When Gene Roddenberry was casting round for characters to populate his series 'Star Trek: The Next Generation', he created the android Lieutenant Commander Data.
The smartest, strongest member of the crew, Data frequently saves the Enterprise from disaster. His flaw is that he cannot fully understand human idiosyncrasies or empathise with human emotions.
You can see where I'm going with this crude analogy to marketing. Data is fantastically powerful, when it is born out of understanding and allied to insight.
But where once there was just data, now there's 'big' data. And big data seems to inspire a certain wild-eyed, table-thumping desire that reminds me of the early days of digital: a real 'I'm not sure why I need it or what to do with it, but I want it and I want it now' urgency that inevitably means far too much money is being invested in something ill-defined and poorly applied.
In our feature, TMW's Anna Foster says: 'Big data seems to be a campaign created by the tech industry to freak everybody out.' There's certainly plenty of evidence of big companies investing in myriad databases that don't mash and losing sight of the customer among all the numbers and profiles.
Now, Nokia is looking to City analysts to help interpret its marketing data. Some marketers will baulk at the idea of embedding this type of hard-core analyst, but there's no doubt that more sophisticated, real-time data insight and planning techniques are all part of the marketer's remit now. Finding the big data is no longer the problem; knowing what the hell to do with it all is.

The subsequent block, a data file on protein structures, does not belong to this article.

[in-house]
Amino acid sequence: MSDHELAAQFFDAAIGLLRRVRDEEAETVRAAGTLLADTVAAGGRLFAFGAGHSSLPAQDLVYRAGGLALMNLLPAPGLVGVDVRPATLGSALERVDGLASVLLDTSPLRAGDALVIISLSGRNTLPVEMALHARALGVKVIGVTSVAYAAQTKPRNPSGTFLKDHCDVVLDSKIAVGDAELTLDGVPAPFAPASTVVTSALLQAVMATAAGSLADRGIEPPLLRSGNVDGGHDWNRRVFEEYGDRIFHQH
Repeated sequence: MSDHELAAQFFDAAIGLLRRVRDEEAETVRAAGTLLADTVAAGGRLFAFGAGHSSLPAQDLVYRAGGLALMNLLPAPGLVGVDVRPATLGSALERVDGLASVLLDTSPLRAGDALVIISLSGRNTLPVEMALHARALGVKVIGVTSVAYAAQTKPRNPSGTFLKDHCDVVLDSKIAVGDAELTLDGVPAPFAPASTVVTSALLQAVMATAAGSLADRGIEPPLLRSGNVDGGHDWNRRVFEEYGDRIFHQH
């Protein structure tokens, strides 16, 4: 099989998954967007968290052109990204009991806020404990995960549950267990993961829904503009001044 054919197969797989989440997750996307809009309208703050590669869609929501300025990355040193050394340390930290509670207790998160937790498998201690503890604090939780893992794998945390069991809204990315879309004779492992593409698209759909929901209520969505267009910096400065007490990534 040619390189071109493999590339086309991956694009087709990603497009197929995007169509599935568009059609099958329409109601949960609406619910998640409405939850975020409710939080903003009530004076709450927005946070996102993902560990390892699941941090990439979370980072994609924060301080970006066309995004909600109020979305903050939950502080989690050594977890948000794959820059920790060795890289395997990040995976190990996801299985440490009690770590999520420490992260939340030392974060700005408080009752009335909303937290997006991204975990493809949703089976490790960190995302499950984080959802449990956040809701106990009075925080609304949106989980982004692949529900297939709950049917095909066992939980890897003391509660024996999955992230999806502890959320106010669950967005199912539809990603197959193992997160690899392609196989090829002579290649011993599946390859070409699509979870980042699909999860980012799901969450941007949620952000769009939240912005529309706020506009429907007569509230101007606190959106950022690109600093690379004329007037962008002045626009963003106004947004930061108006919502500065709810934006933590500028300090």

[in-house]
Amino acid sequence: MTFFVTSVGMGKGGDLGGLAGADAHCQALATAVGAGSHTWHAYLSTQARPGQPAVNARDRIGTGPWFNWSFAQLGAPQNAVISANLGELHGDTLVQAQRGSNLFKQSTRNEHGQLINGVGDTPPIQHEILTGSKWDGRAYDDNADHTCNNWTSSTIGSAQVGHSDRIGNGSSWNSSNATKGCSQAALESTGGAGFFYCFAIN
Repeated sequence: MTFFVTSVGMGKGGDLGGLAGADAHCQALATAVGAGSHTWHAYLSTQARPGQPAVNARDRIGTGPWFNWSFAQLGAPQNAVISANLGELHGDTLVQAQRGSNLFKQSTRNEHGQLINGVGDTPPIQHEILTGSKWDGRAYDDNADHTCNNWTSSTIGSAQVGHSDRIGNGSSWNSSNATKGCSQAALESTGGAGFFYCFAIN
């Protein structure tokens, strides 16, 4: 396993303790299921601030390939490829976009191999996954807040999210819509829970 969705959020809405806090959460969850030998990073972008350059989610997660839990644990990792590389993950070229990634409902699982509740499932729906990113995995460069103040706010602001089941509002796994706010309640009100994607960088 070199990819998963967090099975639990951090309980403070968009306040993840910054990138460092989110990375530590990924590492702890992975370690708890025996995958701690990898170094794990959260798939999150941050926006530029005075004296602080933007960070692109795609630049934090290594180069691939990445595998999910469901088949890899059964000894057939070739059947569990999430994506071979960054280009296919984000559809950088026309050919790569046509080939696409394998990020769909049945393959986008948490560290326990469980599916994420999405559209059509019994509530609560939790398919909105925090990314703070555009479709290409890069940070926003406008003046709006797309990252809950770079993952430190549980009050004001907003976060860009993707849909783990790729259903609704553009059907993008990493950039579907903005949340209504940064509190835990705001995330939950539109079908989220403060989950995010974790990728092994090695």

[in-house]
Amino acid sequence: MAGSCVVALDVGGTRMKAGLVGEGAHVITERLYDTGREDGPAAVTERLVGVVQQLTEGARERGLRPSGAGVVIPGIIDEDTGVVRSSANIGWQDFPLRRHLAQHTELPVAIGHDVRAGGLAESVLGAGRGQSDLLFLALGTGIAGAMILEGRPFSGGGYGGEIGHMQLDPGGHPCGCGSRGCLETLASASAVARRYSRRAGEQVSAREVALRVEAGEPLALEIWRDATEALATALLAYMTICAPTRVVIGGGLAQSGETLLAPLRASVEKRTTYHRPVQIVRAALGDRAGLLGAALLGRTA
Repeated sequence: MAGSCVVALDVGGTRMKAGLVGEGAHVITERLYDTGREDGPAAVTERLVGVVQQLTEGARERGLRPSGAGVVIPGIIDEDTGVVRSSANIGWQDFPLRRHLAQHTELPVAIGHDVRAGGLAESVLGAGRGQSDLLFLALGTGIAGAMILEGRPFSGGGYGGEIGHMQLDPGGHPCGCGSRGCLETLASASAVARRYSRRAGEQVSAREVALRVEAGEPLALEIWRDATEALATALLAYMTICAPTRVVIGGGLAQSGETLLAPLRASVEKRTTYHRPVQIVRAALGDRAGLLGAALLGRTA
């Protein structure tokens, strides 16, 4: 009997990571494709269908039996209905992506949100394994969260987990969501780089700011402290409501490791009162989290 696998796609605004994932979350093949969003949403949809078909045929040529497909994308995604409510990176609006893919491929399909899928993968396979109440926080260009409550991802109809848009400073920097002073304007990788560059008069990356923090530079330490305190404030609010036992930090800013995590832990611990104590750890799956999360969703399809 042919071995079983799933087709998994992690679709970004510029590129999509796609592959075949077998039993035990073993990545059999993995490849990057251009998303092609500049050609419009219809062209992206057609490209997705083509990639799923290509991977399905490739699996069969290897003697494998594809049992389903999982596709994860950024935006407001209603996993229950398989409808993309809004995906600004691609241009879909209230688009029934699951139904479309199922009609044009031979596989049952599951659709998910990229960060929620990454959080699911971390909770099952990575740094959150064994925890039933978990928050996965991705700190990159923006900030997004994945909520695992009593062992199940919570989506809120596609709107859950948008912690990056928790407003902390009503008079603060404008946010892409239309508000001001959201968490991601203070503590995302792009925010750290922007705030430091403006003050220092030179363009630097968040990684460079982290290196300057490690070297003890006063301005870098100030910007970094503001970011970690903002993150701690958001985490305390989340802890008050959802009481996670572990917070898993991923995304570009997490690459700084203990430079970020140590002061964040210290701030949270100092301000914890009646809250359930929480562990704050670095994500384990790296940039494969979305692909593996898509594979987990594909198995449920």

Which is why it is vital also to keep a firm focus on instinct and intuition. Yes, marketing arses can be amply covered by all this big data; it's great to wave about in meetings, to use as a prop to justify any decision bolder than 'same as last year'. And in thoughtful hands it can help transform businesses.
Navigating through the rhetoric, understanding why big data might be useful and how it might be limiting, is as important as having the money to commission it. But investing in big data simply won't pay back without a very human empathy for consumers and a real visionary creative flair for communicating with them. There is no algorithm for brilliant marketing.
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